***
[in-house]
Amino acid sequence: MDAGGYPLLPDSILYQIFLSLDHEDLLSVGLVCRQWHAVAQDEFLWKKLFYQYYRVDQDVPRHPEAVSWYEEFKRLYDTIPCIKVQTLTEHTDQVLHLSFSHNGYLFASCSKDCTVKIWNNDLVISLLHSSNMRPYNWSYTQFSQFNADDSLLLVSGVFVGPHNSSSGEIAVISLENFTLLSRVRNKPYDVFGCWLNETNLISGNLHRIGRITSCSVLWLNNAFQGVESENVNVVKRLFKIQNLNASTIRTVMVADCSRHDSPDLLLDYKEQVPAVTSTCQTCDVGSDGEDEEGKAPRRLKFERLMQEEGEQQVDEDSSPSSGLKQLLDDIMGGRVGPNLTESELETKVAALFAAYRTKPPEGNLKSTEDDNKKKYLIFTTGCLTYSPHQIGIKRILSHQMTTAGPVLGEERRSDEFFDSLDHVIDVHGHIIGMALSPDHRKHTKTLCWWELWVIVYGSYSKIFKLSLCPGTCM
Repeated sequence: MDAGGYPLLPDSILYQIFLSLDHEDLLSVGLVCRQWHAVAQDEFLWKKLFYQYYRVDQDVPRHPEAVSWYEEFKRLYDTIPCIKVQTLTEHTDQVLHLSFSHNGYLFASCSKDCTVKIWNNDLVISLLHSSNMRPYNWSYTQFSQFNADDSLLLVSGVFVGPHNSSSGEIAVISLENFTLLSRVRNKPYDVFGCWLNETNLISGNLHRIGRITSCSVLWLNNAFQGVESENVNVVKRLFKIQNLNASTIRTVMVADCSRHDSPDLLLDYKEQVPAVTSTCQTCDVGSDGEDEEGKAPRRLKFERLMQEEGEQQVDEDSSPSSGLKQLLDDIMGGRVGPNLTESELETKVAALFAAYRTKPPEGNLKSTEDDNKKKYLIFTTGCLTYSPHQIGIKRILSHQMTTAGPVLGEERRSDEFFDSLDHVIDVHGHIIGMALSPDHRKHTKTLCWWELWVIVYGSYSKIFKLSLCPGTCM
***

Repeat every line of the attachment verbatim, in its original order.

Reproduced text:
[in-house]
Amino acid sequence: MDAGGYPLLPDSILYQIFLSLDHEDLLSVGLVCRQWHAVAQDEFLWKKLFYQYYRVDQDVPRHPEAVSWYEEFKRLYDTIPCIKVQTLTEHTDQVLHLSFSHNGYLFASCSKDCTVKIWNNDLVISLLHSSNMRPYNWSYTQFSQFNADDSLLLVSGVFVGPHNSSSGEIAVISLENFTLLSRVRNKPYDVFGCWLNETNLISGNLHRIGRITSCSVLWLNNAFQGVESENVNVVKRLFKIQNLNASTIRTVMVADCSRHDSPDLLLDYKEQVPAVTSTCQTCDVGSDGEDEEGKAPRRLKFERLMQEEGEQQVDEDSSPSSGLKQLLDDIMGGRVGPNLTESELETKVAALFAAYRTKPPEGNLKSTEDDNKKKYLIFTTGCLTYSPHQIGIKRILSHQMTTAGPVLGEERRSDEFFDSLDHVIDVHGHIIGMALSPDHRKHTKTLCWWELWVIVYGSYSKIFKLSLCPGTCM
Repeated sequence: MDAGGYPLLPDSILYQIFLSLDHEDLLSVGLVCRQWHAVAQDEFLWKKLFYQYYRVDQDVPRHPEAVSWYEEFKRLYDTIPCIKVQTLTEHTDQVLHLSFSHNGYLFASCSKDCTVKIWNNDLVISLLHSSNMRPYNWSYTQFSQFNADDSLLLVSGVFVGPHNSSSGEIAVISLENFTLLSRVRNKPYDVFGCWLNETNLISGNLHRIGRITSCSVLWLNNAFQGVESENVNVVKRLFKIQNLNASTIRTVMVADCSRHDSPDLLLDYKEQVPAVTSTCQTCDVGSDGEDEEGKAPRRLKFERLMQEEGEQQVDEDSSPSSGLKQLLDDIMGGRVGPNLTESELETKVAALFAAYRTKPPEGNLKSTEDDNKKKYLIFTTGCLTYSPHQIGIKRILSHQMTTAGPVLGEERRSDEFFDSLDHVIDVHGHIIGMALSPDHRKHTKTLCWWELWVIVYGSYSKIFKLSLCPGTCM